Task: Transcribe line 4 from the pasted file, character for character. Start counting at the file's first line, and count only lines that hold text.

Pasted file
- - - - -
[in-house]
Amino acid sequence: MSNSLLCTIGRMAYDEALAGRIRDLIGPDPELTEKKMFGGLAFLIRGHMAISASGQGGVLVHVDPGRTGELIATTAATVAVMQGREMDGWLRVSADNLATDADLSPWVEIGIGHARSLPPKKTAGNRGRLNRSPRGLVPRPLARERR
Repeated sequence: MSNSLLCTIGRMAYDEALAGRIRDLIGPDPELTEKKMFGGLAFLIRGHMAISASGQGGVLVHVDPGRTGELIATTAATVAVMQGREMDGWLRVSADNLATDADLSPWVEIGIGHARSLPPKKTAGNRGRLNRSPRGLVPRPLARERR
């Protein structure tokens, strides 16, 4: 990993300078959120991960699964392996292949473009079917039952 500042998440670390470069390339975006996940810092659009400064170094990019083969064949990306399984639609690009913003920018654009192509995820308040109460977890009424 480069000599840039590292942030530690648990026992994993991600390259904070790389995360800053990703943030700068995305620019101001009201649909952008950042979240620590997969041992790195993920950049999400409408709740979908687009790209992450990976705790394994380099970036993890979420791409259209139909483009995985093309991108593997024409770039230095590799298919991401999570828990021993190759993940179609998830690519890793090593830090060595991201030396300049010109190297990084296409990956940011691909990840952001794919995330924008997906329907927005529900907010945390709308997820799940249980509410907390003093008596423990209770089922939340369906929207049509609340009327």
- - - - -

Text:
């Protein structure tokens, strides 16, 4: 990993300078959120991960699964392996292949473009079917039952 500042998440670390470069390339975006996940810092659009400064170094990019083969064949990306399984639609690009913003920018654009192509995820308040109460977890009424 480069000599840039590292942030530690648990026992994993991600390259904070790389995360800053990703943030700068995305620019101001009201649909952008950042979240620590997969041992790195993920950049999400409408709740979908687009790209992450990976705790394994380099970036993890979420791409259209139909483009995985093309991108593997024409770039230095590799298919991401999570828990021993190759993940179609998830690519890793090593830090060595991201030396300049010109190297990084296409990956940011691909990840952001794919995330924008997906329907927005529900907010945390709308997820799940249980509410907390003093008596423990209770089922939340369906929207049509609340009327």